A little too close for comfort to nationalist German ideals of Blood and Soil from the 1930s and early 1940s.
Not to mention the aristocratic notion that volume wine is not a quaffable drink, which is pure nonsense. Note the forcing, pain, violence and tension here and how once they are introduced to vines, so claims the writer, the vines are said to cultivate “dense, quality-driven traits.” Is that really far from Third Reich Notions that the “blood” of the German people could be “toughened” and made more independent and individual in the crucible of war? It was not meant as a metaphor. War was thought to actually change the spiritual composition of the blood, which would change an entire people’s genetics. Somehow this ghost of World War I has contaminated the Okanagan. Well, it’s unsurprising. The Okanagan was, after all, a Gau, a regional Nazi administrative district, during World War II, with a Gauleiter, a People’s Administrator, in waiting in Summerland. As for “shading the stocks” (stalks, I presume), what is wrong with such a feminine image? Well, nothing. As for “conflict-avoiding,” that’s one of the foundations of the Third Reich’s political, military and racial policy, the one that linked, in its view, the weaknesses of democracy with Jewishness and communism, all as dilutions of the strength of blood.
Let’s not go there! Let’s not even go close. It is dark place.
Want some fun? Play around on this page: https://de.wikipedia.org/wiki/Liste_bekannter_Darsteller_des_deutschsprachigen_Films. I’m pretty sure you’ll be able to identify most of the actors here. Note how the woman in the centre of the image is reaching out her full glass to have it filled even more. She can’t get enough!
That is how technological societies and societies based around manipulations of social privilege view things. It’s called manufacturing and selling. Terroir, however, would be to grow wine where it can reproduce and build those environments over time. Here, for example, are a couple pics I showed you the other day, to illustrate this point. First, a hang in the Mosel Valley. This time, note how the cliffs accumulate water, vines, leaves, weeds in little pockets, in a wet region where heat is intensified by vines. The mats of mould are going to create a complex, living soil, of which the vines, and their reproduction, are an expression.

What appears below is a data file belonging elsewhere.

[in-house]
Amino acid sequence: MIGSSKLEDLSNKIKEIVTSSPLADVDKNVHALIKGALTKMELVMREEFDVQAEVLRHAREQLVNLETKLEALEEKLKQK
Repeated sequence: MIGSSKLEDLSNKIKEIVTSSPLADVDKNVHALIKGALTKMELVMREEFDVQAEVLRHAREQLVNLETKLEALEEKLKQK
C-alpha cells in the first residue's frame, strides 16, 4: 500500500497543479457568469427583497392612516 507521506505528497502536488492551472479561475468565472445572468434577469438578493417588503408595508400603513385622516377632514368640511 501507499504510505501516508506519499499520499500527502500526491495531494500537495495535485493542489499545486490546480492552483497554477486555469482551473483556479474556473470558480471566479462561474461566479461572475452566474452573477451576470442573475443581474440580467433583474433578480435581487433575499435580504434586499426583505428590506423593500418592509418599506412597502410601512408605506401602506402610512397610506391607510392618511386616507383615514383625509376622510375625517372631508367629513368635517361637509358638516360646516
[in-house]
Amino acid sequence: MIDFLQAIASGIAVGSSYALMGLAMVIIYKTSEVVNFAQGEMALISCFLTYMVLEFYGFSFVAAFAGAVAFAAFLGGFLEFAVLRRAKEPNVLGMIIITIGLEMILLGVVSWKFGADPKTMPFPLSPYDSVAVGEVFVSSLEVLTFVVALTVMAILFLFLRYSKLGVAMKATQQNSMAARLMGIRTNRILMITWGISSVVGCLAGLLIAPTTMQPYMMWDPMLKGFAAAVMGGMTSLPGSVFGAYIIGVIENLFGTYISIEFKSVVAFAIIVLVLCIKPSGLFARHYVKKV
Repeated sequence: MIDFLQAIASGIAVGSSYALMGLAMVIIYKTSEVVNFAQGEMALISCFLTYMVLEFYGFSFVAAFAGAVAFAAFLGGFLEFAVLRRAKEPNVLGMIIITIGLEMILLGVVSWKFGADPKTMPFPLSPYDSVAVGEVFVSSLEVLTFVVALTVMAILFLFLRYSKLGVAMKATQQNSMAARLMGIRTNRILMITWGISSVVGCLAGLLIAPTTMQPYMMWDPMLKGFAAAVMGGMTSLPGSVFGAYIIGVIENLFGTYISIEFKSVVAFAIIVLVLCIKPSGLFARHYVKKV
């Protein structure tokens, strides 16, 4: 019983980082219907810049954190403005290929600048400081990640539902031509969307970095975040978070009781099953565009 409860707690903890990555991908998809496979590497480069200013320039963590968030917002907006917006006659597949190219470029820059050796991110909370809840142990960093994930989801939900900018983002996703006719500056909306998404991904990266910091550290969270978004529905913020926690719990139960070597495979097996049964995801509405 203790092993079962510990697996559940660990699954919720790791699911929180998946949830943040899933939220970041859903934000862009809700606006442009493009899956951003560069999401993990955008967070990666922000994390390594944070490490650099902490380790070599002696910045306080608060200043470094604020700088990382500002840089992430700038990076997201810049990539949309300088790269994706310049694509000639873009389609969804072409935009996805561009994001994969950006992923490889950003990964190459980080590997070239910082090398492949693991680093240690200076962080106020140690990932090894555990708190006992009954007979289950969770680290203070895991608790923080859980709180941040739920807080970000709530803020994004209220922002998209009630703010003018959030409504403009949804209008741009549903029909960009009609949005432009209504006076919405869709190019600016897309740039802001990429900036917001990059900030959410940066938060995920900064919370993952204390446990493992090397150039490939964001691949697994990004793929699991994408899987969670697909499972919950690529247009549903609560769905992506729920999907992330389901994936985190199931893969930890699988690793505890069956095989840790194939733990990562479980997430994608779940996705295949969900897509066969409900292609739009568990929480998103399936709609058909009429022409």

Now, look at a similar environment in Vernon, close to the dead dump-trucked soil I showed you earlier in this post.
Yeah, it’s not an industrial landscape, but these bushes are thriving in the same way that the vines are in the Mosel, with the same concentration of mould, organic matter, water, soft soil, minerals, heat, water, birds and plant life. You could grow grapes here. This is their terroir. The stress would be on workers, not plants. Vineyard managers would have to get off their tractors, set aside their chemicals, climb the hills around the valley, and compete naturally with birds for the grapes, but the grapes would be indigenous and free. Anything else is human social terroir. It replaces Indigenous terroir. That pushing grapes to the limit thing is, troublingly, linked to unresolved issues of land title in the Okanagan. This post is meant to illustrate just how far we have to go.
Categories: Agriculture, Arts, Ethics, First Peoples, Industry, Land, Water, Wine
I’m not sure about this, but I think I’m doing some of the same thing you criticize when I/we try to grow varieties of grasses and forbs here (near Telkwa) in what was forest. Let’s make forest into prairie? Our soils are fungally-made, I think, and most of the writing (until just recently) was based upon a model of bacteriological creation.
(In my garden, I aim for fungus-soil and don’t try to get super-hot compost but rely more on sheet compost, or half-decayed stuff used as mulch or a cover-crop that winter-kills and is dense enough that I don’t have to till it.
If I am off track on this, don’t hesitate to suggest where, when, how, and why. 🙂
Have you tried mound gardening? I have a friend in Campbell River, who has had great results, piling up wood, covering it with dirt, and planting into the hills, which release nutrients as they decay. What’s more, it can be done in a wet area, without getting the crops wet.